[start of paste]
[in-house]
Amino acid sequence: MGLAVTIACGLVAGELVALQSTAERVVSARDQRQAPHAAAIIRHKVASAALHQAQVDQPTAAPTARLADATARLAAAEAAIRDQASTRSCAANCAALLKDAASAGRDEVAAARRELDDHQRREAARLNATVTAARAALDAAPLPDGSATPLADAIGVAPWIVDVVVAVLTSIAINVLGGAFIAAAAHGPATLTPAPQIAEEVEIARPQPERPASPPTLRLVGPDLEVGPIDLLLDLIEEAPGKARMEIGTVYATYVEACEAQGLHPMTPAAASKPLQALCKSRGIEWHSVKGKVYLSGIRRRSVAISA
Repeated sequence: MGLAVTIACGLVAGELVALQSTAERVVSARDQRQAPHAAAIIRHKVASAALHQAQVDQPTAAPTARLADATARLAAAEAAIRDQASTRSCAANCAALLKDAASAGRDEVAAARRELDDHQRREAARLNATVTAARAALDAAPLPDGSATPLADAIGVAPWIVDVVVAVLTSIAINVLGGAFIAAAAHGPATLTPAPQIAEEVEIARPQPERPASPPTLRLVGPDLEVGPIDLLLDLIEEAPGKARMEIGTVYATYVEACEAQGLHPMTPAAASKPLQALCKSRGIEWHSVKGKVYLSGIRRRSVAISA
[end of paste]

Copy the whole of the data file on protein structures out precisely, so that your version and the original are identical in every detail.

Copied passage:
[in-house]
Amino acid sequence: MGLAVTIACGLVAGELVALQSTAERVVSARDQRQAPHAAAIIRHKVASAALHQAQVDQPTAAPTARLADATARLAAAEAAIRDQASTRSCAANCAALLKDAASAGRDEVAAARRELDDHQRREAARLNATVTAARAALDAAPLPDGSATPLADAIGVAPWIVDVVVAVLTSIAINVLGGAFIAAAAHGPATLTPAPQIAEEVEIARPQPERPASPPTLRLVGPDLEVGPIDLLLDLIEEAPGKARMEIGTVYATYVEACEAQGLHPMTPAAASKPLQALCKSRGIEWHSVKGKVYLSGIRRRSVAISA
Repeated sequence: MGLAVTIACGLVAGELVALQSTAERVVSARDQRQAPHAAAIIRHKVASAALHQAQVDQPTAAPTARLADATARLAAAEAAIRDQASTRSCAANCAALLKDAASAGRDEVAAARRELDDHQRREAARLNATVTAARAALDAAPLPDGSATPLADAIGVAPWIVDVVVAVLTSIAINVLGGAFIAAAAHGPATLTPAPQIAEEVEIARPQPERPASPPTLRLVGPDLEVGPIDLLLDLIEEAPGKARMEIGTVYATYVEACEAQGLHPMTPAAASKPLQALCKSRGIEWHSVKGKVYLSGIRRRSVAISA